Clouds Architecture Office and SEArch conceived an inflatable structure that incorporates in situ resources and uses ice as radiation shielding and as a structural component.
Clouds AO and SEArch worked with NASA Langley Research Center and a team of experts to develop a concept design and feasibility study for Mars Ice Home, a deployable Mars habitat concept based on an inflatable structure that incorporates in situ resource utilization derived water ice as radiation shielding and as a structural component.
It also provides a large, flexible, and cost effective workspace that can be used for many of the key activities that will be critical for the long term success of a human outpost on Mars. Long term stays on the Martian surface require habitats that reduce launch mass and cost while providing an effective working environment with a high level of shielding from galactic cosmic rays for mission crew members.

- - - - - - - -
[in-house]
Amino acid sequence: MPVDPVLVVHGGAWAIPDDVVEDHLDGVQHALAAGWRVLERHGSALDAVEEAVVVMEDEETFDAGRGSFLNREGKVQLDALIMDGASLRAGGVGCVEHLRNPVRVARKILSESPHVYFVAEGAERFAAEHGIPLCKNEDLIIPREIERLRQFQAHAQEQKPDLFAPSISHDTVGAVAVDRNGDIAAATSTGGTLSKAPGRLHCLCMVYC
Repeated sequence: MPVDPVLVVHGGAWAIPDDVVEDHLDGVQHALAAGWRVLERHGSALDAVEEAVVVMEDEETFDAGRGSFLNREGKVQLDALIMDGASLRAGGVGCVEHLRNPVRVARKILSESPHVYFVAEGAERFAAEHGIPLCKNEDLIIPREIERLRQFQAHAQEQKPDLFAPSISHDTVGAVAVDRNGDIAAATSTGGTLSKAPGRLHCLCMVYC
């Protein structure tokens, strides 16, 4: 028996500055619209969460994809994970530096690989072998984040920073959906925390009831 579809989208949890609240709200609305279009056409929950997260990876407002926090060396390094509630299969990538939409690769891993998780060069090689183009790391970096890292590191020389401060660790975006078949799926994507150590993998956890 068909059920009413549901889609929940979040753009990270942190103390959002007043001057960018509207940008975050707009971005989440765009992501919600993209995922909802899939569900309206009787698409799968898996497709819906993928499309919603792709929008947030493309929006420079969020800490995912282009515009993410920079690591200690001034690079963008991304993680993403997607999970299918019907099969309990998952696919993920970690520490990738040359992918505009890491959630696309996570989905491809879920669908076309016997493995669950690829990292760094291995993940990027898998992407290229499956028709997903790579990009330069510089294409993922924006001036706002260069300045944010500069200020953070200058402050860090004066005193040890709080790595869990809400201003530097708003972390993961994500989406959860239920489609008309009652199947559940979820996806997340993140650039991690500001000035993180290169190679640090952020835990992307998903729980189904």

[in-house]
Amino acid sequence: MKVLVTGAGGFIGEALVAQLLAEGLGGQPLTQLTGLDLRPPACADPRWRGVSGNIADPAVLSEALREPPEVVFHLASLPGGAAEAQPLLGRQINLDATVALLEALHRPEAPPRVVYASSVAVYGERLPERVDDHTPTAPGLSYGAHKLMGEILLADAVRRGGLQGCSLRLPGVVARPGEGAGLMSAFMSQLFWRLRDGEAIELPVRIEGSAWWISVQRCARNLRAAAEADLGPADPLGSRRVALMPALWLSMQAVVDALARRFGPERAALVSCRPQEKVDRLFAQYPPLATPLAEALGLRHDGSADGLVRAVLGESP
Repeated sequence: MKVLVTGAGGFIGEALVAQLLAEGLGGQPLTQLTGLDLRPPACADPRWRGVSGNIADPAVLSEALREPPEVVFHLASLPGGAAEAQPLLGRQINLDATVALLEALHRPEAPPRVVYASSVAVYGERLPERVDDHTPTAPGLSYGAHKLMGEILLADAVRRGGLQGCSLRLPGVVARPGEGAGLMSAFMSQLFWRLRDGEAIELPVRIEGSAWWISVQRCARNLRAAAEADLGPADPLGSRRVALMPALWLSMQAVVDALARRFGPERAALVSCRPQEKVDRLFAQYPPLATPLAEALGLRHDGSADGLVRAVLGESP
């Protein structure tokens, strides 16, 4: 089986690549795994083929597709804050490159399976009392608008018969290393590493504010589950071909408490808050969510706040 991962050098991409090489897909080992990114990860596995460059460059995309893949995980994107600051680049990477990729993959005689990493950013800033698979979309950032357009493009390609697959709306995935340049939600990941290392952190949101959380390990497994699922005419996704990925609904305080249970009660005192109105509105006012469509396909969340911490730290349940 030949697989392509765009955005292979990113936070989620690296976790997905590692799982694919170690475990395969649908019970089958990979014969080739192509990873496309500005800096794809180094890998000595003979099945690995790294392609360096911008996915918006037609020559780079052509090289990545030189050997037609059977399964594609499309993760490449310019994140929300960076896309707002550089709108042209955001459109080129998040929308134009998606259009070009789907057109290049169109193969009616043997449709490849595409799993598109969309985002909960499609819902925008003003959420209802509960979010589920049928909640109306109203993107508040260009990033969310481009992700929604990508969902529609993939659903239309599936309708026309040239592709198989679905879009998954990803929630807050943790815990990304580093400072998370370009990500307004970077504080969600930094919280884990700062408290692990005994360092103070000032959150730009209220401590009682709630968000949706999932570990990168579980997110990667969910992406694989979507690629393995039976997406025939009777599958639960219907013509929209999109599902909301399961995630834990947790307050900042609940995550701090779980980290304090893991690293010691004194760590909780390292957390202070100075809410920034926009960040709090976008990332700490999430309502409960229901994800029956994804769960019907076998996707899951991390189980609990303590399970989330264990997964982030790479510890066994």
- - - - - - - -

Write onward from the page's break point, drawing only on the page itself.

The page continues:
Translucent ice is the key design element: it allows natural light to permeate the habitat interior keeping occupants connected to diurnal cycles which affect human bio-rhythms; transparent windows allow views out to the surrounding landscape, which is important for mental well-being and crew functionality; ice is an effective radiation shield, the cross section is tapered to provide most ice above since this is the direction with strongest incoming radiation.